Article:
October 2001 Meeting Report

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Dec - The Royal Astronomical Society of Canada, Halifax Centre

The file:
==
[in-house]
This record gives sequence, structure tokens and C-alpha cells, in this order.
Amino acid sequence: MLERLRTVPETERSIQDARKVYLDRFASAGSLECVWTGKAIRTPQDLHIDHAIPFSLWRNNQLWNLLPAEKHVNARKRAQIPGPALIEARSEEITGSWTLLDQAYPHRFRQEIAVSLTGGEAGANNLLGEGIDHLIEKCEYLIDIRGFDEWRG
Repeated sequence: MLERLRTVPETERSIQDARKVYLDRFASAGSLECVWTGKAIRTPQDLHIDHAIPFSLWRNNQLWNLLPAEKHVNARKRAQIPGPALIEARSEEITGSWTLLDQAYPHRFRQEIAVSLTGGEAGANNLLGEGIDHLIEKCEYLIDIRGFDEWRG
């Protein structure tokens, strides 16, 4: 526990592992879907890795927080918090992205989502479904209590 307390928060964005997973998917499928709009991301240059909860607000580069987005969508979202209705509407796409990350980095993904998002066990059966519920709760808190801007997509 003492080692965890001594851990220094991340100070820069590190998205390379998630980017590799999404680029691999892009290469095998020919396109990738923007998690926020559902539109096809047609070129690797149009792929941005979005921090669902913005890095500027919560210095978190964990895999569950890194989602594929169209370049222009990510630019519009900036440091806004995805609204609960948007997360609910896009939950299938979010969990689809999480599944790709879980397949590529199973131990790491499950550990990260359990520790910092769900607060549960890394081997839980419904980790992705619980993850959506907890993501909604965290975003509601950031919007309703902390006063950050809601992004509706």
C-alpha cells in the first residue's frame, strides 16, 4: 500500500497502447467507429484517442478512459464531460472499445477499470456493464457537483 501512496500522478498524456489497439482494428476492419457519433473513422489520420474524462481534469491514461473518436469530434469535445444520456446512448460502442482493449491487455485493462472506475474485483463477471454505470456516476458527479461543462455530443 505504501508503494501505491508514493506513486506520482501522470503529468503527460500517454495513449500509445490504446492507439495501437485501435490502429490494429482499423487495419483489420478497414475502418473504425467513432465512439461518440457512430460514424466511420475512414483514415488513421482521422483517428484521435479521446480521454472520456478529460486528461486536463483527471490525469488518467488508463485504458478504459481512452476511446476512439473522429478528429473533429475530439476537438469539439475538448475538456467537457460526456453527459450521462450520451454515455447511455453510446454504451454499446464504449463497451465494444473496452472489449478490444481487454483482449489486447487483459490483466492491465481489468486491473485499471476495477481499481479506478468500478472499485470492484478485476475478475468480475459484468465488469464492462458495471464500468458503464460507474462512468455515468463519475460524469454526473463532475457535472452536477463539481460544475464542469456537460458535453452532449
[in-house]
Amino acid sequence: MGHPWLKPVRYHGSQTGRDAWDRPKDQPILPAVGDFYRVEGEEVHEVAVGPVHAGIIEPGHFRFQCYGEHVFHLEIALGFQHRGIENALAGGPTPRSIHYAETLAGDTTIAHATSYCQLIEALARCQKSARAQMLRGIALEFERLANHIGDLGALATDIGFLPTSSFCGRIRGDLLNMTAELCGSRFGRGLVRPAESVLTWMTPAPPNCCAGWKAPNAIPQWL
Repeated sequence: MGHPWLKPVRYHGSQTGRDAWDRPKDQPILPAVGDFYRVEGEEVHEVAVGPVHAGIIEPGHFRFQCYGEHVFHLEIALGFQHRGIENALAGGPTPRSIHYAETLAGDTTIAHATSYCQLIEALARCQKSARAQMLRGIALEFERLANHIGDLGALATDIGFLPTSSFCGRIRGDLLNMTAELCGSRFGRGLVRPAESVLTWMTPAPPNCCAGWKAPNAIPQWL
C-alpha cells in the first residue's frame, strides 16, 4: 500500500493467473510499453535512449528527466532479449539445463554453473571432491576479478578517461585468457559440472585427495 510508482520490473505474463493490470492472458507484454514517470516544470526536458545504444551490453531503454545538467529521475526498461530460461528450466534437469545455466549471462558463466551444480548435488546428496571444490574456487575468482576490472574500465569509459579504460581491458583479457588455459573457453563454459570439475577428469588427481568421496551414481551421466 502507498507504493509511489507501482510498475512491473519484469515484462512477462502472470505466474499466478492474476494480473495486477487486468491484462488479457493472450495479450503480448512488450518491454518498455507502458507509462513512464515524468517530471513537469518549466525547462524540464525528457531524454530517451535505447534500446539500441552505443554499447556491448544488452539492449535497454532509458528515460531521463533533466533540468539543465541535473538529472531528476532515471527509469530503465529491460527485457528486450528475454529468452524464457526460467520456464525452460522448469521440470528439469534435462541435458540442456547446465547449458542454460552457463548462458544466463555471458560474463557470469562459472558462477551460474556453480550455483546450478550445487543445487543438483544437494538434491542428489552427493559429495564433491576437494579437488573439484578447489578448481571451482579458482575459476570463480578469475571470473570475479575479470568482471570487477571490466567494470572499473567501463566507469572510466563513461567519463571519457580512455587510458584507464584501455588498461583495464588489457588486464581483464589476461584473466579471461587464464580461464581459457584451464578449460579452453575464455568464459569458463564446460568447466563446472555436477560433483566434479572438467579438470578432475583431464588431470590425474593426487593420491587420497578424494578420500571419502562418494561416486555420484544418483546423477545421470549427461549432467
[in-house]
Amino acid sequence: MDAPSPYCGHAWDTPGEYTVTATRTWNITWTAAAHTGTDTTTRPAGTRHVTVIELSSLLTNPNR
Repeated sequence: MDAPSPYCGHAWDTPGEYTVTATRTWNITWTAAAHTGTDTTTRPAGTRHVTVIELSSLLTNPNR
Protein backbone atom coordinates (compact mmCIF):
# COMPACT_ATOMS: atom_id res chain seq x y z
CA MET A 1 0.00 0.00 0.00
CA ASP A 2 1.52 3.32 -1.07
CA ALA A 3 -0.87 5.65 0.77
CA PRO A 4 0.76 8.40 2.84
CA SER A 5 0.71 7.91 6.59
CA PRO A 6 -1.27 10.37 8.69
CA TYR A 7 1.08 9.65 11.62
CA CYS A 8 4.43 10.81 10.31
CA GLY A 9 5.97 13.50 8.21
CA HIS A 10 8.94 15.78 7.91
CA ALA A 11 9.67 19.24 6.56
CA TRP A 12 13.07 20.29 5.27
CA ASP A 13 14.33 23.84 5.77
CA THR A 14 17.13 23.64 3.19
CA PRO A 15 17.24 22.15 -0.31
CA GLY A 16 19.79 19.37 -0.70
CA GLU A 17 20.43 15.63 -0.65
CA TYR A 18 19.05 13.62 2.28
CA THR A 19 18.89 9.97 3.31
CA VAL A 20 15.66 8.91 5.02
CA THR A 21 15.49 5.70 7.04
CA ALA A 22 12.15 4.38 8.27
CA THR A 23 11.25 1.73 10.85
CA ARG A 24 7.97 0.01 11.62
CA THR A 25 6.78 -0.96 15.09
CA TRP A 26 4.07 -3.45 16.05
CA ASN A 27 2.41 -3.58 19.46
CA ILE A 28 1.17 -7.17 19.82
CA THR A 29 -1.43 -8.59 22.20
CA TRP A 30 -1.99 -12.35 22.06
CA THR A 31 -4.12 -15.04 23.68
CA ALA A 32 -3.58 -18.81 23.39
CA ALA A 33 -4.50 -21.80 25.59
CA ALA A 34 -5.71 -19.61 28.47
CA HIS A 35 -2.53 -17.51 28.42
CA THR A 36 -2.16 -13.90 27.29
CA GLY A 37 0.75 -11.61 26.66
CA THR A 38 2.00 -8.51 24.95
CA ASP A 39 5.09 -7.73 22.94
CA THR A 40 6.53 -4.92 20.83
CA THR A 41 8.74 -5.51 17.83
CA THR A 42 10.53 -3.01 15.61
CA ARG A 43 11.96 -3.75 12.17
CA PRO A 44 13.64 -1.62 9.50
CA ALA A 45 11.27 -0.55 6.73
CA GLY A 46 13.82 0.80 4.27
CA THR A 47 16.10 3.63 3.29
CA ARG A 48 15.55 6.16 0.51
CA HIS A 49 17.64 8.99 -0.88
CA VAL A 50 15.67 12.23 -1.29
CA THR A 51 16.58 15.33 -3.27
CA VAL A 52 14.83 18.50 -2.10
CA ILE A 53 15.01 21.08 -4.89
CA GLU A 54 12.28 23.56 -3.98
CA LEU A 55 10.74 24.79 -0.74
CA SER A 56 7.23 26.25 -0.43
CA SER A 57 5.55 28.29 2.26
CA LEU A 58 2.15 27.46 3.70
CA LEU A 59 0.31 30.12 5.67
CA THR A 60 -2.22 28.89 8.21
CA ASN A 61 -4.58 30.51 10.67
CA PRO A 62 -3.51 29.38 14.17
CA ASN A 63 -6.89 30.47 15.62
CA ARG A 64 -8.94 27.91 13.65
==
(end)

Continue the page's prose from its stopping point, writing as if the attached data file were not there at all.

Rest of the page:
the annual meeting would be after therefreshment break, would have enough timeto reconfigure several computers and theirconnections to the data projector, as well aspower to the overhead projector, etc. It remindedme of a scene from one of the early episodesof Star Trek: The Next Generation, whereData had to put all of the isolinear chipsfrom the warp drive computer back in thecorrect sequence! David (Lane) presentedthe financial report, which you will findelsewhere in this issue. I am not sure if itis a good sign, but Ian Anderson, this year’sauditor, was making notes to himself throughoutDave’s entire presentation!Lastly, we had an introduction to the membersof next year’s centre executive. David (Tindall)pointed out that some people were beingreused, some were being recycled, and thatwe actually had some new faces as well,which is always good news.This scribe did the handbook talk on thesubject of the nearest stars. I did have somepeople fooled when I started by putting up atransparency of the handbook’s index, notto do talk on the index, but to show whereit was in this year’s issue. Munchies time!After the refreshment break, David Tindallintroduced the main speaker for the evening.Dr. Bob Garrison is currently the nationalpresident of the RASC, and so far during histerm has visited 20 of the society’s 26 centres.His visit to our centre was part of atour of the four Atlantic centres.Dr Garrison is now professor emeritus at theDepartment of Astronomy and Astrophysicsat the University of Toronto, having retiredthis summer. During his career he publishedover 150 papers and two books. He taughtthe first Life in the Universe course in NorthAmerica (over 25 years ago) and always hada full class of 200 students plus many on awaiting list! He always enjoyed his work, andsaw spectroscopy as a method to learn aboutthe ‘personalities’ of individual stars. Usingthis tool, he also was able to discover quitea number of ‘peculiar’ stars. He said that itwas not that hard to find weird stars whenthere are millions of stars to observe. Thebest way to start was with a survey of aparticular type of star. The survey could beall of the stars at a single declination; all starswithin a certain distance of the Sun; all starswith a certain surface temperature; as longas you looked at lots of stars.Over his career he has discovered manystars that definitely qualify as weird. In1973 he discovered a ‘helium’ star. Itsspectrum showed lots of helium lines, butno sign of any hydrogen. He announced theresults at a conference in India, and was beinginterviewed by a particularly keen reporterwho understood the concept of hydrogendeficientstars, but asked Dr. Garrison what hewas going to do about the lack of hydrogenin this particular star!Another discovery made by Dr. Garrison was,as he liked to call it, the People’s CV. Mostcataclysmic variable (CV) stars reach a maximumvisual magnitude that rarely exceeds14. His reached a brightness of 9.4, puttingit well into the reach of amateur astronomers.He also found aluminum oxide in the spectrumof Mira-type variable. (He described Mira-typevariables as sinks for astronomers becausethey get into the field because of the strangeproperties of these objects, spend a lot of timestudying them, but never learn much in theend.) He has also found stars with very strongbarium lines, and Population II stars (the onesthat are only supposed to have hydrogen andhelium) with carbon lines.He then showed some pictures of the varioustelescopes that he has used over the years.He has made many trips to Chile and over a26 year period has obtained over 30,000spectra of more than 10,000 stars. He hasalso used the David Dunlap Observatory. Henoted that the surrounding municipalities havelight pollution abatement ordinances whichhas resulted in no increase in the light pollutionat the DDO. The telescope is still usedevery clear night, and the new operator isactually a RASC member who believes thatshe has died and gone to heaven!Spectroscopy can also be used to determinethe distance to a star that is too far away tohave its distance measured by parallax. Thetechnique is quite straightforward. First, youfind a star whose distance can be found byparallax. By knowing its visual magnitude anddistance, you can then calculate its absolutemagnitude (the visual magnitude it wouldhave at a distance of 10 parsecs). If you nowfind a distant star that has the same spectrum,you know that it must have the same properties,including absolute magnitude. Byknowing its absolute magnitude and observingits visual magnitude, you can now calculateits distance. Refinements have been madeto this method as the parallax data from theHipparcos satellite now allows us to calibratethe spectra of stars out to a distance of 100parsecs.At this point, Dr. Garrison reviewed the classificationsystem that is used to categorizestars, the MK process. A star is classified bycomparing its spectrum to those of standardspectral types. One advantage of this system, isthat it takes advantage of the human brain’stremendous ability to recognize patterns.(Think of how little data the brain needs torecognize the face of a friend – or an enemy– at great distances.) In fact, someone whohas no idea what they are looking at can stillclassify stellar spectra!He showed some examples of how the patternschange. These included all of the subtypeswithin the O-type stars (O5, O6, etc.) andone A-star subtype, going from luminosityclass I (supergiant) down to luminosity classV (main sequence). He also shown a seriesof spectra of the L-class stars, ranging fromL0 to L8. Oh, you have never heard of anL-class star before? That makes two of us!These stars are on the main sequence, butare cooler than M-type stars, with surfacetemperatures measured in hundreds ofdegrees. The reason they had not been seenbefore is because they are faint, very faint,26th magnitude faint. To see them you needsomething like the Keck Telescope.Dr. Garrison concluded his talk by statingthat a large number of automated telescopeswill soon be used to obtain the spectra of stars,and that these systems will produce a lot ofdata, which will also require a lot of patternrecognizingbrains to classify the results.After a number of questions from the audience,the official meeting concluded. Thosewho stayed were treated to a travelogue ofDr. Garrison’s trips to Chile. There were somespectacular pictures of the scenery, andinstruments. There was limited wildlife buthe had a picture of a fox that would alwaysmanage to spot him whenever he returned froma 2-km walk to the American residence. Shewould follow several metres behind him andwhen he reached the Canadian residence, shewould be rewarded with an egg which shewould pick up in her mouth and carry backto her den. We also saw a close-up pictureof a condor. These birds have wingspans offive metres, and the number visible wasactually used during the day to gauge theseeing for the coming night! The rating wentfrom one condor (a prediction of very goodseeing as there were very few thermals) toten condor (poor seeing, many thermals).Two great talks from one person! Whatmore can you ask for? ✯10